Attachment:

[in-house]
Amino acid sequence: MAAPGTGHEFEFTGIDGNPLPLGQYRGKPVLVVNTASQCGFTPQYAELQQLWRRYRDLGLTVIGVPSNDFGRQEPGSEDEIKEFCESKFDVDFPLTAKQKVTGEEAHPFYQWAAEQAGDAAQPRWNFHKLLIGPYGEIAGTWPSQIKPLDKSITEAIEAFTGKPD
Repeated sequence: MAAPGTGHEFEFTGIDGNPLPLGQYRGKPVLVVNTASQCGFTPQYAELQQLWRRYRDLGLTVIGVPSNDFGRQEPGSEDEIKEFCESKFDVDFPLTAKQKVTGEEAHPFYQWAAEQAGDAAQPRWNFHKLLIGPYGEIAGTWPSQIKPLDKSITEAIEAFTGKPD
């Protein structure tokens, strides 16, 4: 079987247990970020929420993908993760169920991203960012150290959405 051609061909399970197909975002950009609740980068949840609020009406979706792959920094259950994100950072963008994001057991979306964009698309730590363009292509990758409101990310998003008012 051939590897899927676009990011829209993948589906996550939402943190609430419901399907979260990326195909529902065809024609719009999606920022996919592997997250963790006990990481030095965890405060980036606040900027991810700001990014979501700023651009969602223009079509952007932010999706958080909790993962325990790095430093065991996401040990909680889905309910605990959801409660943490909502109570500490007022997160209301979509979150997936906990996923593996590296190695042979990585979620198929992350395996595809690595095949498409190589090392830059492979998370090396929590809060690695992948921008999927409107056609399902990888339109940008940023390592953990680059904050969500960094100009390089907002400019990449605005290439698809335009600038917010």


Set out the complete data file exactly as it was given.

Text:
[in-house]
Amino acid sequence: MAAPGTGHEFEFTGIDGNPLPLGQYRGKPVLVVNTASQCGFTPQYAELQQLWRRYRDLGLTVIGVPSNDFGRQEPGSEDEIKEFCESKFDVDFPLTAKQKVTGEEAHPFYQWAAEQAGDAAQPRWNFHKLLIGPYGEIAGTWPSQIKPLDKSITEAIEAFTGKPD
Repeated sequence: MAAPGTGHEFEFTGIDGNPLPLGQYRGKPVLVVNTASQCGFTPQYAELQQLWRRYRDLGLTVIGVPSNDFGRQEPGSEDEIKEFCESKFDVDFPLTAKQKVTGEEAHPFYQWAAEQAGDAAQPRWNFHKLLIGPYGEIAGTWPSQIKPLDKSITEAIEAFTGKPD
């Protein structure tokens, strides 16, 4: 079987247990970020929420993908993760169920991203960012150290959405 051609061909399970197909975002950009609740980068949840609020009406979706792959920094259950994100950072963008994001057991979306964009698309730590363009292509990758409101990310998003008012 051939590897899927676009990011829209993948589906996550939402943190609430419901399907979260990326195909529902065809024609719009999606920022996919592997997250963790006990990481030095965890405060980036606040900027991810700001990014979501700023651009969602223009079509952007932010999706958080909790993962325990790095430093065991996401040990909680889905309910605990959801409660943490909502109570500490007022997160209301979509979150997936906990996923593996590296190695042979990585979620198929992350395996595809690595095949498409190589090392830059492979998370090396929590809060690695992948921008999927409107056609399902990888339109940008940023390592953990680059904050969500960094100009390089907002400019990449605005290439698809335009600038917010």